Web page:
The Joy Of Forest Bathing

— by Alexia Economou

Photo: Lonely Planet

As I stood motionless on the forest path, hand on tree, nature began to reveal herself in layers. First, I heard the leaves in the breeze then, birdsong. Next, the babbling of a brook in the distance and finally the rustling of creatures in the underbrush. The noise rose to an almost thunderous crescendo as I breathed in – all my senses engaged – while feeling the tree’s energy vibrating from its roots beneath my feet, through my body. Just then, two wee chipmunks (I live in Canada) in chase emerged, lightening speed, in front of me. The first instantly disappeared back into the forest, but the second frozen on the spot, locked eyes with me for a split second, before it retreated as speedily as it came – leaving me with the greatest joy I had felt all year. I was so moved, that I burst into tears, instantly feeling silly at having such an overwhelming emotional response – this what not what I had expected from my first attempt at ‘forest bathing’.

I became interested in forest bathing a few years ago when a series of documentaries appeared, including Dame Judi Dench’s My Passion for Trees (BBC1) and Diana Beresford-Kroeger’s Call of the Forest: The Forgotten Wisdom of Trees. Like humans, trees form families and communities, talking to each other through their root systems. And they, literally, exude health benefits to any humans amongst them. Trees emit phytoncides – airborne aromatic oleo-chemicals – that are meant to ward off damaging insects and bacteria but when inhaled by humans, they improve our immunity and resistance to bacteria and viruses plus boost our natural tumour-killing cells.

The Japanese have known the joy of immersing yourself in the forest for years, firstly, thanks to their culturally ingrained Shinto reverence for the natural world. But, in 1982, Japanese scientists discovered that being amongst the trees, leaning against their trunks, and yes, hugging them – measurably reduced stress and lowered blood pressure in as little as three minutes of exposure. This led the Forest Agency of Japan to launch a nation-wide preventative health programme of ’shinrin-yoku’ (taking in the forest atmosphere).



Many of you who have been taking regular walks in green spaces during the pandemic lockdown, have no doubt, already experienced the physical and mental health benefits to a spot of forest bathing. Dr Aisha Ahmad, assistant professor of political science at the University of Toronto, has seen the mental health benefits first-hand while working in the heart of conflict-zones such as Afghanistan, Somalia and Pakistan. ‘Wherever there is disaster, you will experience prolonged periods of confinement. The green space is a magical remedy to the internal distress of being confined,’ she says, ‘It is one of the most effective mental health tools that I know of.’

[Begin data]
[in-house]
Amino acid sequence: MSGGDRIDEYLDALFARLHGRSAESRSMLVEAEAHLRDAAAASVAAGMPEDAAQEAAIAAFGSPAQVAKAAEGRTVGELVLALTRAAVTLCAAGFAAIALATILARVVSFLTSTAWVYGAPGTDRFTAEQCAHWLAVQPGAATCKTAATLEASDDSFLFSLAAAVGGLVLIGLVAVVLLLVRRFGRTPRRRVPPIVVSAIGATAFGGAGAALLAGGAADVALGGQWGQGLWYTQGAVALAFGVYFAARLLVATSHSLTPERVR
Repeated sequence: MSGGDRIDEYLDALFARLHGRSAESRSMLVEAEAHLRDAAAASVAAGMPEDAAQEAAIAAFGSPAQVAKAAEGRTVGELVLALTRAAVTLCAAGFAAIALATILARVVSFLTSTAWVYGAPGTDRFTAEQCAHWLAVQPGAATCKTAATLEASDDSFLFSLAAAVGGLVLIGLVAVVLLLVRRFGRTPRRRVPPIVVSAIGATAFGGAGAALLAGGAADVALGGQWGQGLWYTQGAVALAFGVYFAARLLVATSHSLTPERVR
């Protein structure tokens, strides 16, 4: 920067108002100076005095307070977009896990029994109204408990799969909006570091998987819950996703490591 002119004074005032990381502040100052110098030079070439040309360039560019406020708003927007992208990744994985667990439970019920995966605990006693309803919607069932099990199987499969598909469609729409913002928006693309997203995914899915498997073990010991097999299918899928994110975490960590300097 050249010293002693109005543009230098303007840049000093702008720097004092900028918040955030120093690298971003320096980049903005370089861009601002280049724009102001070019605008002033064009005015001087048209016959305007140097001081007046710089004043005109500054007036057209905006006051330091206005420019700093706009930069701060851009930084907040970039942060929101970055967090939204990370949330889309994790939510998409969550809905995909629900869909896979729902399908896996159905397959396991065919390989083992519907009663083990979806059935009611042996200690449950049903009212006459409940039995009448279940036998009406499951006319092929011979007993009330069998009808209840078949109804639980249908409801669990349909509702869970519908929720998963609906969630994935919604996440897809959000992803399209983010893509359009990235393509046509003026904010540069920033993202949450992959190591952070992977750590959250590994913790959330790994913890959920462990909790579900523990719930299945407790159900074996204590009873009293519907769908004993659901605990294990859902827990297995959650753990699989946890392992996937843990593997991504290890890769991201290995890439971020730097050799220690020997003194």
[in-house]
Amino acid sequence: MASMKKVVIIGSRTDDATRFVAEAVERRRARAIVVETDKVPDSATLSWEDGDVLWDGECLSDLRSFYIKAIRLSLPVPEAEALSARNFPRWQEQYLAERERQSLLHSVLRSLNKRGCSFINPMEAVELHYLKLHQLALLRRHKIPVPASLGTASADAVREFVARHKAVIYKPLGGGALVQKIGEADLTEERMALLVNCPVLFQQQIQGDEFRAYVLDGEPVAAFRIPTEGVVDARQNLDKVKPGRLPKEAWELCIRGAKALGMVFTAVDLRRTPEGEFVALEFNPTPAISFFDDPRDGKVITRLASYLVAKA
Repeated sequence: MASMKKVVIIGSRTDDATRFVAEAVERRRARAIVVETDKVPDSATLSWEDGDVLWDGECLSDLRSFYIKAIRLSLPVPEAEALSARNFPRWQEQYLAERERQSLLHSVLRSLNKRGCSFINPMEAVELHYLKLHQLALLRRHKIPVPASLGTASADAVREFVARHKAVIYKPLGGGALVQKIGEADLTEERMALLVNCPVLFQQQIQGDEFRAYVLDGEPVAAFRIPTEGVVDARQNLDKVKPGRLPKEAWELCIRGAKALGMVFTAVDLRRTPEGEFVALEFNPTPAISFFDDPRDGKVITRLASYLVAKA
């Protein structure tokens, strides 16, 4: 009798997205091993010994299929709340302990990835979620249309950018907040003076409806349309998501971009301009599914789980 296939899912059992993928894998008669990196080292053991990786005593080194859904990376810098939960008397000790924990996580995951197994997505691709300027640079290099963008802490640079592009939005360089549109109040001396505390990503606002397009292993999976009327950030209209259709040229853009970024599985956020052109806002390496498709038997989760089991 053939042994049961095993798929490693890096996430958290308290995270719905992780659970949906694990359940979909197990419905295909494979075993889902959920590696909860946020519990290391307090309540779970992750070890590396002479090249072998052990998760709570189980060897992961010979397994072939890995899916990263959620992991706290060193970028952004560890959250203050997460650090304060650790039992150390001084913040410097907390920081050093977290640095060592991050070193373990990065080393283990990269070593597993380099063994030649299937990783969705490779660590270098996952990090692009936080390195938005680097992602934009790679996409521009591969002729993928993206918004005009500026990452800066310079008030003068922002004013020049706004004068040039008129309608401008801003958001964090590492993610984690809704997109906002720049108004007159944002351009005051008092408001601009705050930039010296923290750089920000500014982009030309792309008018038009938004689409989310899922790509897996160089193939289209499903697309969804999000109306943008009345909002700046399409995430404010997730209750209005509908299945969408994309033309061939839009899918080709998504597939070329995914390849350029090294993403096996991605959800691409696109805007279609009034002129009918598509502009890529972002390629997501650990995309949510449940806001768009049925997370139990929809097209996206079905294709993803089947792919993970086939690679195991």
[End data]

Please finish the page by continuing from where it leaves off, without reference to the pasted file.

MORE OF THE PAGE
As the pandemic restrictions are easing, and the weather is more inviting, Ahmad says, ‘Our societal contract with our green spaces has changed. [We should see them] not as unlimited leisure spaces but rather as essential and rationed mental health spaces that we all need in a very different way. When you see that this walk, this park that used to be just sort of pretty and pleasant, is now keeping you alive and well on the inside – it is a transformative experience.’

There are also physiological mental benefits to forest bathing. Part of our brain, the hippocampus, is very active in forming auto-biographical memory and memories of events and the best way to maintain or strengthen this faculty is also the main rule in forest-bathing: immersing in and exploring your natural surroundings, the way we used to do as children.

‘Children are unblemished explorers,‘ says Michael Bond, a science journalist and author of From Here to There: The Art and Science of Finding and Losing our Way. ‘If you watch a child in their environment, they move in a very different way to adults. If you ask an adult to go from A to B, they tend to go there in the most direct or quickest way. But a child won’t do that, they will start off and get distracted by things they find along the route and the destination.’ This is how you should approach a session of forest-bathing. But avoid using your phone to navigate because, Bond explains, this negates the memory-building benefits of exploration.

If you want to venture off the beaten path but want to avoid getting truly lost, most forest agencies in Europe and North America, as well as the UK’s National Trust, offer beginner advice for trails. For guided tours and other forest-bathing experiences, such as tea ceremonies visit the Association of Forest and Nature Therapy or Forest Bathing International. Forestry England has information on How to Start Forest Bathing and Feel Fantastic and Forest Bathing at Home.


Here are my top tips to make the most of your forest bathing experience:

Pick a time of the day when the trail it is less likely to be busy – passers-by harsh your buzz.

What one considers a slow pace in day-to-day life, becomes even slower when forest bathing. Leave yourself plenty of time, so as not to feel rushed.

Plan your route, then silence all technology or leave it at home (except for maybe a camera), so you can spontaneously go off the beaten track, lie down in the grass, hug a tree or whatever whim overtakes you, without disruption.

Wear comfortable clothes and shoes; take sunscreen and a hat and have some insect repelling body lotion.

… and above all, enjoy.


Alexia Economou is a design and culture journalist, and regular TNMA contributor @thedesignfeedTW


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As I stood motionless on the forest path, hand on tree, nature began to reveal herself in layers. First, I heard the leaves in the breeze then, birdsong.